After Arif’s death, his father’s health steadily declined. Although Sharif had suffered from cancer for a year, recent tests had shown some improvement in his condition. But once his son died, Sharif stopped eating and hardly left his bed – the couch in the living room where we are now sitting. He talked only of him: “Arif went here, Arif did that – Arif, Arif, Arif,” the sons say now. “Look how handsome he was,” they add, pointing to two pictures of their brother on the wall, their eyes brimming with tears. Their cell phones are also filled with pictures and videos of Arif, of whom they were so proud.

Arif Jaradat.
Tomer Appelbaum (reproduction)

Sharif was able to attend Arif’s funeral and to return to the grave one more time, during the Ramadan holiday, but then his illness overcame him. In his final days, when he was mostly unconscious, he would occasionally open his eyes and ask, in a whisper: “Where is Arif? I want to go to Arif,” before sinking back into his coma.

At about 2:30 A.M. on July 19, a large IDF force approached the family’s house. The soldiers arrived in seven or eight large armored vehicles, firing tear gas to prevent neighborhood kids who had woken up from throwing rocks at them. Hiran, 27, was asleep in his apartment next door. He works for the Palestinian National Insurance Institute in Jenin, and usually spends a week there and then a week in Sa’ir. He is married to Tamra and they have three small children.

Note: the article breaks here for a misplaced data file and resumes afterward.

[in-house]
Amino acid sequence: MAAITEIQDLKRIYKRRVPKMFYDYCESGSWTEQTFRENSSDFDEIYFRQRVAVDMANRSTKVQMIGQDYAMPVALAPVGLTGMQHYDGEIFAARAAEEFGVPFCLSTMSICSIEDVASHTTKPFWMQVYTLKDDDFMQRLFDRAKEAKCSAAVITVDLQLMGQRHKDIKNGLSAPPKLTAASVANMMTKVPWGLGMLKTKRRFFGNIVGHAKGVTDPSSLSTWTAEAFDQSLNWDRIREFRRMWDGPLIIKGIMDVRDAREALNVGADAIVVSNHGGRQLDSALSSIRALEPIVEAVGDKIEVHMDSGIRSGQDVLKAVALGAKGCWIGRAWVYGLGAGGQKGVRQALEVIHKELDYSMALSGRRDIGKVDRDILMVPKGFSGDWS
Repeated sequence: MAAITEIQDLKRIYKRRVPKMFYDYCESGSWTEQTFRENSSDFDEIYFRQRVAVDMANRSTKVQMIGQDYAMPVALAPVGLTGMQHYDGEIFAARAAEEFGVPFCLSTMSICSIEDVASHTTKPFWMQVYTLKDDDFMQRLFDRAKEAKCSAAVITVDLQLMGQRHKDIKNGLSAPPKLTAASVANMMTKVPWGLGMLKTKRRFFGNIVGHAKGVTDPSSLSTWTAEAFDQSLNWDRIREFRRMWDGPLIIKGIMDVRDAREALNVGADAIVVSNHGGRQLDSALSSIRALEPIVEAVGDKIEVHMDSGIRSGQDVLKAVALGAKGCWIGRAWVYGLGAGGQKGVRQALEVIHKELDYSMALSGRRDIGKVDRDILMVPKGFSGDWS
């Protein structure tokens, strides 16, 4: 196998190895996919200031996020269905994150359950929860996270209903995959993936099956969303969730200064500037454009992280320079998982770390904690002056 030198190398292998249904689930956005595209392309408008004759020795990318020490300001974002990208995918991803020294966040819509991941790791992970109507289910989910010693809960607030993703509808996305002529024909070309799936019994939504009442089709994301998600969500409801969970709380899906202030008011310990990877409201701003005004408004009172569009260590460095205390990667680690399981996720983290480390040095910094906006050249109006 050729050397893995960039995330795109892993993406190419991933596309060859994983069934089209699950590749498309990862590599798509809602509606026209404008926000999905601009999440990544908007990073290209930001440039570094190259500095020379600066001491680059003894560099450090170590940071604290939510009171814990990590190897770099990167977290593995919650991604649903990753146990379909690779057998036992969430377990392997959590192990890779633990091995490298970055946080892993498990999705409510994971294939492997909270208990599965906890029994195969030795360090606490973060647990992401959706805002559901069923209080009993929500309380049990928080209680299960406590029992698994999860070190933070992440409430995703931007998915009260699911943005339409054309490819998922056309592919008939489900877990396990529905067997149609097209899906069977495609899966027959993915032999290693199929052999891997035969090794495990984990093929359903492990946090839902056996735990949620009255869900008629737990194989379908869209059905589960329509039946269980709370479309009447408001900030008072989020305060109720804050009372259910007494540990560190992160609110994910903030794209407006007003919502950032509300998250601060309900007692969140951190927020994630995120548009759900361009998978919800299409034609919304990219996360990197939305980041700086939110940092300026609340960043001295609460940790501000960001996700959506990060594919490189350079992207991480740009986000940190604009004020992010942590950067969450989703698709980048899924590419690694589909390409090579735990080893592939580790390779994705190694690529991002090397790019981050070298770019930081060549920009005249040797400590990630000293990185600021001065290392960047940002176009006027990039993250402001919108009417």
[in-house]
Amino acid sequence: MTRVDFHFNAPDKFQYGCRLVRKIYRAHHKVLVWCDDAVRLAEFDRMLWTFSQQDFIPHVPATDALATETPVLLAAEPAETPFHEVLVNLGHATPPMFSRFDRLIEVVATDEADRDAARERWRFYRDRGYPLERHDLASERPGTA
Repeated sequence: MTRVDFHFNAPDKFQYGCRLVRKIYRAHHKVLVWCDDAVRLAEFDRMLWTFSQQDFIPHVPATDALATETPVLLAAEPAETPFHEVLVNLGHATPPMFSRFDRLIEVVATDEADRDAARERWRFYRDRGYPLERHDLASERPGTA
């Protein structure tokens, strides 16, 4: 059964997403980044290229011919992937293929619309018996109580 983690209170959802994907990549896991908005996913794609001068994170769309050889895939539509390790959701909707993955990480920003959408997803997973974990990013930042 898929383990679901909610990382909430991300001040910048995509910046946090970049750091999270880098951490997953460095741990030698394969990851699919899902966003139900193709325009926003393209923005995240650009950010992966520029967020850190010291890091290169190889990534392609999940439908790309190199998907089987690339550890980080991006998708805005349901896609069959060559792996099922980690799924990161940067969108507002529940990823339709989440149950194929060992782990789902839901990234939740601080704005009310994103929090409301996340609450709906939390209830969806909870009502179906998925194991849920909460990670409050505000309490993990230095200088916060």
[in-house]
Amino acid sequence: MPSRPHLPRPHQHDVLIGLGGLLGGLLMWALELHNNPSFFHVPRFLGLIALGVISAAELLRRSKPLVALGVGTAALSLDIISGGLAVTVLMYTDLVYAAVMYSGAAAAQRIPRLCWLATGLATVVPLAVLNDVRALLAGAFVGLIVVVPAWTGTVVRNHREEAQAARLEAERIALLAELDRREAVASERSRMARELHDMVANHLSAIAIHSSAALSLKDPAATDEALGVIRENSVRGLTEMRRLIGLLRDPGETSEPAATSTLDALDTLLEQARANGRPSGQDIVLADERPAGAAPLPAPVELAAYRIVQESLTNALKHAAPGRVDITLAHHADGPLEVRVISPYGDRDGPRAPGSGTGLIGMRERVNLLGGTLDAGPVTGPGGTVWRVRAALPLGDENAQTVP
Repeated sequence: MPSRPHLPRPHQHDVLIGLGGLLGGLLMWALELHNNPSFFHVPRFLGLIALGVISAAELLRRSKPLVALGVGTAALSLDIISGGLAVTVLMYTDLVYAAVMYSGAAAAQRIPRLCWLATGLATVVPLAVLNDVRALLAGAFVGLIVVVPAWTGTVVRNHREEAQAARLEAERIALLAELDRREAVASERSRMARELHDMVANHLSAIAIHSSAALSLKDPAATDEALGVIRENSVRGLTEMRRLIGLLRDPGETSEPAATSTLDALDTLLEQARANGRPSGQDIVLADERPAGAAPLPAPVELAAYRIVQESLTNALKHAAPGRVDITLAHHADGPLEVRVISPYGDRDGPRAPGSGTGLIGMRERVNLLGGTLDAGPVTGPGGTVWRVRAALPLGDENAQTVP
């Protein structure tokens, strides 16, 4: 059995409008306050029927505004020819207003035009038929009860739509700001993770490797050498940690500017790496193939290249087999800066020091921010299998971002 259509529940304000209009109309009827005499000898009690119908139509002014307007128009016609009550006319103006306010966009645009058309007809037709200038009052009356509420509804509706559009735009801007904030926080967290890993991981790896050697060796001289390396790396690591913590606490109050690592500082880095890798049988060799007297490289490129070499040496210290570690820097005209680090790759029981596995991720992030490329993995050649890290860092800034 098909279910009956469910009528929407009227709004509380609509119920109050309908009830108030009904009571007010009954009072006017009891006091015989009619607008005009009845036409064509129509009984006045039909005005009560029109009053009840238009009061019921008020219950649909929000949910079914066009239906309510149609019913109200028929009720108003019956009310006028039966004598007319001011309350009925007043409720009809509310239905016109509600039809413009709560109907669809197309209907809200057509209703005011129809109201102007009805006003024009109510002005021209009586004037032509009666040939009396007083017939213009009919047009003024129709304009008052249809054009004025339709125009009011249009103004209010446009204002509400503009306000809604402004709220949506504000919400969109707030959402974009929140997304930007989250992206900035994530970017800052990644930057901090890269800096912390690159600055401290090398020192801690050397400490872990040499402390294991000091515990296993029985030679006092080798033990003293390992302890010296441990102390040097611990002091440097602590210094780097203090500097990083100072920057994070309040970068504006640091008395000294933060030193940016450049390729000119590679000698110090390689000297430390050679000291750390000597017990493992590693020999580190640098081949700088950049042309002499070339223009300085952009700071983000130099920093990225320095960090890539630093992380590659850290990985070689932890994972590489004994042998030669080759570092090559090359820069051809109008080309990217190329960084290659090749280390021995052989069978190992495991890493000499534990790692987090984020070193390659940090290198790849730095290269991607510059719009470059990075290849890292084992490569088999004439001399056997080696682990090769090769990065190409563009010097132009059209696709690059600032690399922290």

A few of the Jaradat sons were busy caring for their father, who wasn’t able to fall asleep, when the soldiers kicked in the door and said they were looking for Hiran. While Sharif was trying to ask why – and his sons were explaining that their father was very ill – the soldiers quickly found the young father. They handcuffed and blindfolded Hiran as his terrified children watched, made a quick search of the house and left. Sharif wasn’t given a chance to say goodbye to his son.

This is apparently how people suspected of incitement on Facebook are arrested.

Not long after the soldiers left, the family rushed Sharif, who had in the meantime collapsed, to a local clinic. Were the soldiers aware that this was the house where Arif had lived before being killed by their comrades, not so long before? The brothers are convinced the IDF knew, and say, “They knew exactly where Hiran’s room was, but they didn’t know that our other brother had died?”